Foto: Tom Benson (cc)

Black-capped petrel

The black-capped petrel (Pterodroma hasitata), also known as the diablotín, is a small seabird native to the West Indies in the genus Pterodroma. It is a long-winged petrel with a grey-brown back and wings, with a white nape and rump. Underparts are mainly white apart from a black cap (that in some individuals extends to cover the eye) and some dark underwing markings. It picks food items such as squid from the ocean surface.

Description

The black-capped petrel is large compared to other gadfly petrels, with a length of about 16 inches (40.5 cm) and 37 inches (94 cm) wingspan. The most similar species within its range is the Bermuda petrel, which is smaller and has a narrower white rump patch and an extensive gray cowl. The great shearwater is also superficially similar. The critically endangered or possibly extinct Jamaica petrel (P. caribbaea) was a related dark form. The local Spanish name, Diablotín, means «little devil» because of its night-time habits and odd-sounding mating calls, which suggested to locals the presence of evil spirits in the dark. The petrel will occasionally utter other croaks and sounds while foraging at sea.

The black-capped petrel is nocturnal on its breeding grounds, possibly to avoid predation by gulls, hawks or crows. Like most petrels, its walking ability is limited to a short shuffle to the nest burrow.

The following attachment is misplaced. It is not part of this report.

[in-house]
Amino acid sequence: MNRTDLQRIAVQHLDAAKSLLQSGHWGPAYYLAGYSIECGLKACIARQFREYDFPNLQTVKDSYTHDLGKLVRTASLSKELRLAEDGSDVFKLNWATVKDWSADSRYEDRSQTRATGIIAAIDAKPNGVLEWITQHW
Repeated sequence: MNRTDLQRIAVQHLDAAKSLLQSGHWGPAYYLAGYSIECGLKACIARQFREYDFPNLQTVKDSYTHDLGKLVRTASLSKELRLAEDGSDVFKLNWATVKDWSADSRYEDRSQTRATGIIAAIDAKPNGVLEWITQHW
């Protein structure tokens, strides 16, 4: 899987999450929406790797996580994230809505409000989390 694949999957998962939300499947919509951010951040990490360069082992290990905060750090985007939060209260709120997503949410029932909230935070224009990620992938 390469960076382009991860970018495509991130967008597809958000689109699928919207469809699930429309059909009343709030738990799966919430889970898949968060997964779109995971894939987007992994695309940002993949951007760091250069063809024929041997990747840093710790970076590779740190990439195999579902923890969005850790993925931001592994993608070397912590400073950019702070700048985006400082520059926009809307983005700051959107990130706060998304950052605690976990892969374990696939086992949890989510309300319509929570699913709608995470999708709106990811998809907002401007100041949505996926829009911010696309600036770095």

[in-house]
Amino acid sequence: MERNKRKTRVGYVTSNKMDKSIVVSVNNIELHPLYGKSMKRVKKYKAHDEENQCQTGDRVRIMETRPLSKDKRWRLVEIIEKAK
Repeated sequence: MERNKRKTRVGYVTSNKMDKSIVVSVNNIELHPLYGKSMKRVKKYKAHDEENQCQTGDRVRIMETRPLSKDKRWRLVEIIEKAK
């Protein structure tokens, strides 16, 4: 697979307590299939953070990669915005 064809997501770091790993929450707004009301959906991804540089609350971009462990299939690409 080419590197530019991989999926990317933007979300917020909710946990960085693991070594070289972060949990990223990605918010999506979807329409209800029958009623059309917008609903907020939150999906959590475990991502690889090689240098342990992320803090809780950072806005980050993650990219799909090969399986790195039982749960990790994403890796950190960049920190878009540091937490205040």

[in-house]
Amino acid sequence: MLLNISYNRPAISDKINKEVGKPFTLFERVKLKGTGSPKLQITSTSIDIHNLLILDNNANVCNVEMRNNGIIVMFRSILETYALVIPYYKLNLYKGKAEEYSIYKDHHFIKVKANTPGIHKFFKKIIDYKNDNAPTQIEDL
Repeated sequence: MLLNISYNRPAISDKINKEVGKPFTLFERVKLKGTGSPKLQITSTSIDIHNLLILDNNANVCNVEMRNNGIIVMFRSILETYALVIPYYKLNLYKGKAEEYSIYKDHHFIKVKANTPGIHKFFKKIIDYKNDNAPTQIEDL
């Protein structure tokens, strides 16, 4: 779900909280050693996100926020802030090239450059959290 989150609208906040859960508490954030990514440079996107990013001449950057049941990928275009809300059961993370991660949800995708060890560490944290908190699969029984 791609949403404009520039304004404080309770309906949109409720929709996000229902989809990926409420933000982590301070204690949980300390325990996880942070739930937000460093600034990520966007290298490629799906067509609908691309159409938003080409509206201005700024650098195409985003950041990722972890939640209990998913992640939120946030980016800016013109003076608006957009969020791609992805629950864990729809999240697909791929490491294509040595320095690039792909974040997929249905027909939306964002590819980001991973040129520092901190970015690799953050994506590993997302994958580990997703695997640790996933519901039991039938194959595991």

Taxonomy

There are two variants of the black-capped petrel; a dark or black-faced form, and a light or white-faced form. Genetic evidence of divergence suggests that these two color morphs represent distinct breeding populations. However, it is unclear whether these populations represent separate species or subspecies. Intermediate birds showing features of both populations are known to exist.

Distribution and habitat

Range

Although this seabird once bred on steep mountainsides of the Greater Antilles, only three confirmed breeding areas remain in the high mountains of Hispaniola (in Sierra de Bahoruco and Valle Nuevo National Park in the Dominican Republic, and Massif de la Selle and Massif de la Hotte in Haiti). In 2015, birds were also confirmed nesting on a second island (Dominica), which had long been suspected given historical nesting there. A mountain peak where it formerly bred in Haiti (and another in Dominica) is still named «Mont Diablotin» in reference to the «little devil» moniker.